Months and months and months ago, my beloved discovered that Phil, who is his absolute favourite, was going to play the Royal Albert Hall. Demonstrating no restraint whatsoever (and no prior discussion with moi) he paid an exorbitant amount for two tickets - the sort of money that I usually say would involve the sale of one of our offspring. Meanwhile, number 2 had more sensibly got in the virtual queue online, as had I, though in my case without success, and purchased more tickets. So we finished up, many months ago with more tickets than we could possibly use to a gig where we would all be a year older.

Pause here for minor rant...we love going to live gigs but why do the ticket agencies feel entitled to our money for well over six months before we actually get to go? You wouldn't buy a pair of shoes and put them away for a year before you got to wear them or pay for a meal in a fab restaurant with no chance of eating it for months on end.

Anyway, the surplus tickets were disposed of in a not unadvantageous manner and the date for seeing Phil finally arrived last Thursday. My beloved was already down South working as usual so it remained for me to get the train down to London after being delivered to the station by number 3. Five minutes before the time to leave, the phone rang - and simultaneously received two texts - to say that Phil had fallen on his way to the loo the night before and banged and cut his head and the gig was cancelled. Whilst I have a certain sympathy for a man who doesn't try to dress the disaster as anything but "I had to go to the loo in the night and I fell over" - because who hasn't done or nearly done that? But with five minutes to departure and two train journeys and a hotel in London booked and paid for, it was just too irksome to cancel the lot and take the hit. (I used to feel like this about Wimbledon - if it rains, they refund your tickets but not the train, meals, hotel and other stuff which has cost three times as much as the tickets in the first place.)

So I went anyway. And I met my beloved and numbers 1 and 2 and their spouses and had a jolly nice time regardless. London was strangely quiet the day after the election, almost as if the very architecture of the city was holding its breath, waiting for the shake-down of deciding who, if anyone, was actually in charge. I spend so much time writing about travel as part of my job that I am often guilty of forgetting how beautiful our own capital is and my early morning walk reminded me of just that.



I arrived back on Friday afternoon with yes, 36 hours to restock the fridge (after all, number 3 "There's never anything to eat!" is currently in residence) and attend a jolly nice engagement party for Thomas and Julia who are getting married in New Zealand next year. A lovely afternoon party with perhaps (since I needed a sleep when I got home) one glass of wine too many.

Then having been briefed on the important cat-sitting job I have this week for Skip and Mrs Broccoli, it was off down the A1 to Peterborough to our evening with Sir Elt. I have to confess here that Sir Elt and I have spent time together on two earlier occasions, at both of which I can confidently say Sir Elt will have no memory of me (of course) but I do of him.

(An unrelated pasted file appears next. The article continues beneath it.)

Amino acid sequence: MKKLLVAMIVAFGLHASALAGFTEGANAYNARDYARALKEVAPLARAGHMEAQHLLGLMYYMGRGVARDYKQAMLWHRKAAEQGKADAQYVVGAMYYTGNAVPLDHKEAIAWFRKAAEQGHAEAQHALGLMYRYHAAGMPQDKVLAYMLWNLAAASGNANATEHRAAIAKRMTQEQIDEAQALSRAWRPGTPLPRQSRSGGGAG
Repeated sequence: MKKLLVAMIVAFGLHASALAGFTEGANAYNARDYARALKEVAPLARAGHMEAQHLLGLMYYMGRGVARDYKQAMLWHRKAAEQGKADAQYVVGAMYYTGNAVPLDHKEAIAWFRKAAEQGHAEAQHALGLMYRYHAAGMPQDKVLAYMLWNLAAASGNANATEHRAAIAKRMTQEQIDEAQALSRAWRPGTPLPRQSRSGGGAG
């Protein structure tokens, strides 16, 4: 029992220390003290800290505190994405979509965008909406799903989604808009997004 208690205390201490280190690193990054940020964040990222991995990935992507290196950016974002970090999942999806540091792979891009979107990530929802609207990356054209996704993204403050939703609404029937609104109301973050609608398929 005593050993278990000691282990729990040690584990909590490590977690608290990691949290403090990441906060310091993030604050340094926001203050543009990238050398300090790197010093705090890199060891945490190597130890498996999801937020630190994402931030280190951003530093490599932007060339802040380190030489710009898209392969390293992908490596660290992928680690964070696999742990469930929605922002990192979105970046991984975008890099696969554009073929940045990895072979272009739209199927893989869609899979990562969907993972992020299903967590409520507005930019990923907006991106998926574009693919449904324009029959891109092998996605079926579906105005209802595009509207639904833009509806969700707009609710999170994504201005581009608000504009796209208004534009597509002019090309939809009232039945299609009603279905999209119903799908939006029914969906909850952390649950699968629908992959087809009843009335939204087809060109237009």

In June 1975 I went to the Wembley Pop Concert. It was epic. The line-up included Chaka Khan, Joe Walsh, the Eagles and the Beach Boys with the big headline act being Sir (then Mr) Elt. It was one of those balmy hot summer days of my teens, in London with my friends and no parental control whatsoever (and that's enough information!) when we packed into the old Wembley Stadium and listened to great band after great band. The Eagles who were my go-to choice of American Rock at the time - and now - played hit after hit, the soundtrack of the teenage me. Then the Beach Boys - an absolutely legend even then - rolled through their years of hits with everyone on their feet singing every word. Standing ovation, and then we waited for the headline act, Elt.

He could have sung anything from any of his albums to date. If he'd sung Yellow Brick Road from cover to cover or his early hits - anything, really anything that we'd heard before - we would have loved him. But with the supreme arrogance of youthful success, he elected to sing songs from his brand new and only just released Captain Fantastic album. If there were a handful of folks in the stadium who knew the words, they were keeping very quiet and the stadium emptied at speed. I don't know how many were left by the time he finished but he's probably on first name terms with all of them. He just plain got it wrong.

In 1999, we gave Elt another shot. Outside at Harewood House in torrential rain and he had just had a pacemaker fitted, we later discovered. He was under cover, we were under a tree. We waited in vain for him to play all the hits (I may be oversimplifying here but I think if you see a legend the hits are actually what you want to hear and don't even get me started on the Sting experience). He was late, short - not just in stature - and  although, yes, he played most of the hits towards the end, by that time we were soaked and fed up and we didn't make it to the end - again.

So when we set off to Peterborough FC on Sunday, I was not optimistic. Surrounded by folks telling me he was an absolute legend, I smiled optimistically and crossed my fingers behind my back. But to quote Dirty Dancing as we often do in this house: "When I'm wrong, I say I'm wrong!" Elt knocked it out the park! Unsurprisingly having hardly listened to an Elt track since the second Elt incident, I nevertheless knew the words to nearly every song, stood up on my plimsols and danced, clapped and whooped and when he sang his tribute to George Michael he nearly reduced me to tears.


So third time lucky, we finally see Sir Elt at his very best, voice every bit as good as in 1975 and his song choice way better. And now we need Phil to drink a bit less before bedtime and make it through the night without incident before we see him in November. Fingers crossed.